When chemicals are carelessly stored, mixed together or even disposed of, fires, explosions and injuries can result. According to Centers for Disease Control and Prevention in 2019, it's estimated that at least 4,500 injuries a year happen not in a lab but at home when people mix the wrong swimming pool chemicals together.
But a new open-source computer program called ChemStor might prevent these dangerous situations from happening -- in labs, offices, schools and homes -- by warning users whether certain chemicals are unsafe to mix or store together.
Developed by engineers at the University of California at Riverside, the new program uses a database from the US Environmental Protection Agency of 9,800 chemicals that are classified into different reactive groups. The program then sets the chemicals apart using different colors.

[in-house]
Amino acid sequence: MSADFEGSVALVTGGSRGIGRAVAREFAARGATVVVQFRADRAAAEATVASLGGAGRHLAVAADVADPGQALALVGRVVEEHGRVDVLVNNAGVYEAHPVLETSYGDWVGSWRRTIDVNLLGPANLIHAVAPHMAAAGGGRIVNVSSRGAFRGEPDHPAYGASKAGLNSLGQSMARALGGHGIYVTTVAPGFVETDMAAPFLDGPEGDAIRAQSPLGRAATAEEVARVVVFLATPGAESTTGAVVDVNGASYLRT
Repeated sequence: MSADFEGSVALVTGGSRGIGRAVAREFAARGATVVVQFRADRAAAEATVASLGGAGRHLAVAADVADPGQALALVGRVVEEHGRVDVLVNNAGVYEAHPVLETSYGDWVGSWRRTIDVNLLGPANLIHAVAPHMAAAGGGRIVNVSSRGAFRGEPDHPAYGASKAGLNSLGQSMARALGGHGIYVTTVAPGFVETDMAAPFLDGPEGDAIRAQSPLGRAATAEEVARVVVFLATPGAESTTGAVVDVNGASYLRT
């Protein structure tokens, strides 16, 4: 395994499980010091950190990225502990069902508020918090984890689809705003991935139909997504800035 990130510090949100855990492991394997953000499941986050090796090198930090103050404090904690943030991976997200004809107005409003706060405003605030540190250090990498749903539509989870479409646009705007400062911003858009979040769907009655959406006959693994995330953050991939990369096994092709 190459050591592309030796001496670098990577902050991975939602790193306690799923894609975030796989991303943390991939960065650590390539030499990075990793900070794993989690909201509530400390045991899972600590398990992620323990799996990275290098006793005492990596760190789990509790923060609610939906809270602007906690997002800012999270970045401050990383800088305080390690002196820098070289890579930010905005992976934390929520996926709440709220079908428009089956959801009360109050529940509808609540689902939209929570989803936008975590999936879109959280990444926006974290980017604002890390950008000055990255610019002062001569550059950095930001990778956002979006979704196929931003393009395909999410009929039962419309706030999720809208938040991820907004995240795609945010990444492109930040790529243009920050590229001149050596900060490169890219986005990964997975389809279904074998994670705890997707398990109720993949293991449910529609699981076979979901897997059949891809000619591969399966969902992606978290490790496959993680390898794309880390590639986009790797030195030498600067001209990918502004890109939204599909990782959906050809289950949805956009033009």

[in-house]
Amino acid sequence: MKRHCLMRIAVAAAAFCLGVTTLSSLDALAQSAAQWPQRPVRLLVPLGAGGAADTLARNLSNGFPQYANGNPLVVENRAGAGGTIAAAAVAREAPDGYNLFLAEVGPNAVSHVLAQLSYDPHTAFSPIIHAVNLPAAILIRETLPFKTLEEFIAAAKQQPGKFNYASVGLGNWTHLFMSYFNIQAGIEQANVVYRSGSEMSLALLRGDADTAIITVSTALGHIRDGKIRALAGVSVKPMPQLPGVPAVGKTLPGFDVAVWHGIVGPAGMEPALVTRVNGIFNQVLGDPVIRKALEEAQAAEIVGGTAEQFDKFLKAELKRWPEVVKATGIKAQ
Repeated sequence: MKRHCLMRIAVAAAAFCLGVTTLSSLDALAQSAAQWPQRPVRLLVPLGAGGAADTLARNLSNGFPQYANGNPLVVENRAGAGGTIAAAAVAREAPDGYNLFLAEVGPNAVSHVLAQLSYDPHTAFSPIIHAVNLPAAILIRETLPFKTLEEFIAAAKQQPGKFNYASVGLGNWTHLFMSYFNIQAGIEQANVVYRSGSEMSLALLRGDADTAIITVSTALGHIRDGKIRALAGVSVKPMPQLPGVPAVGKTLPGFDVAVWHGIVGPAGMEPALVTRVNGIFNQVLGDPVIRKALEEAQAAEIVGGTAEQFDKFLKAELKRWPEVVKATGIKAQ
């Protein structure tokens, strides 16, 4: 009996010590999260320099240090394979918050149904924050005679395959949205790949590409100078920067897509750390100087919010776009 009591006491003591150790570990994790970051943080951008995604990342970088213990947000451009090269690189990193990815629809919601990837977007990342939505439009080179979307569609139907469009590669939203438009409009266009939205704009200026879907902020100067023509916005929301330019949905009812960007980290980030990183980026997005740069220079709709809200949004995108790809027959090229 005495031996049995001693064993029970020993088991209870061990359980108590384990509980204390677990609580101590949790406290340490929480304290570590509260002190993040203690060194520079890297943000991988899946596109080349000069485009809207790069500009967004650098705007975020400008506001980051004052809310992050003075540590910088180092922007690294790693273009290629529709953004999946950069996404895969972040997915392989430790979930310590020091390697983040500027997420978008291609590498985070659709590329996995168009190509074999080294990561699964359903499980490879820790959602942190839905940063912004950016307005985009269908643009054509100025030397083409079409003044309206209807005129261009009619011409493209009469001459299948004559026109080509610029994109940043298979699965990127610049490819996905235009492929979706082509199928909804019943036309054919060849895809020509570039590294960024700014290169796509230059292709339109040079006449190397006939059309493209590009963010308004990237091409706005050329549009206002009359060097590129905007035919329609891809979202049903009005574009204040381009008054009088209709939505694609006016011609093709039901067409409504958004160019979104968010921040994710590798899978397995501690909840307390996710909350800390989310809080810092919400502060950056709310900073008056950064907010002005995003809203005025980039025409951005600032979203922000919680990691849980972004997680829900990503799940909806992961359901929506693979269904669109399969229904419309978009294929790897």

The colorful chemical interaction graph shows users if specific chemicals can safely be mixed or stored together without creating a dangerous reaction.
Chemicals with the same color can be stored together, while chemicals with different colors cannot.
Currently, ChemStor software is limited to a command-line interface, meaning users must manually enter the type of chemicals and amount of storage space into a computer.
However, there are plans to make ChemStor more user-friendly, including a smartphone app that can access a user's camera to record information about chemicals and storage areas, according to a statement from UC Riverside.
The UC Riverside engineers' work appears in the Journal of Chemical Information and Modeling.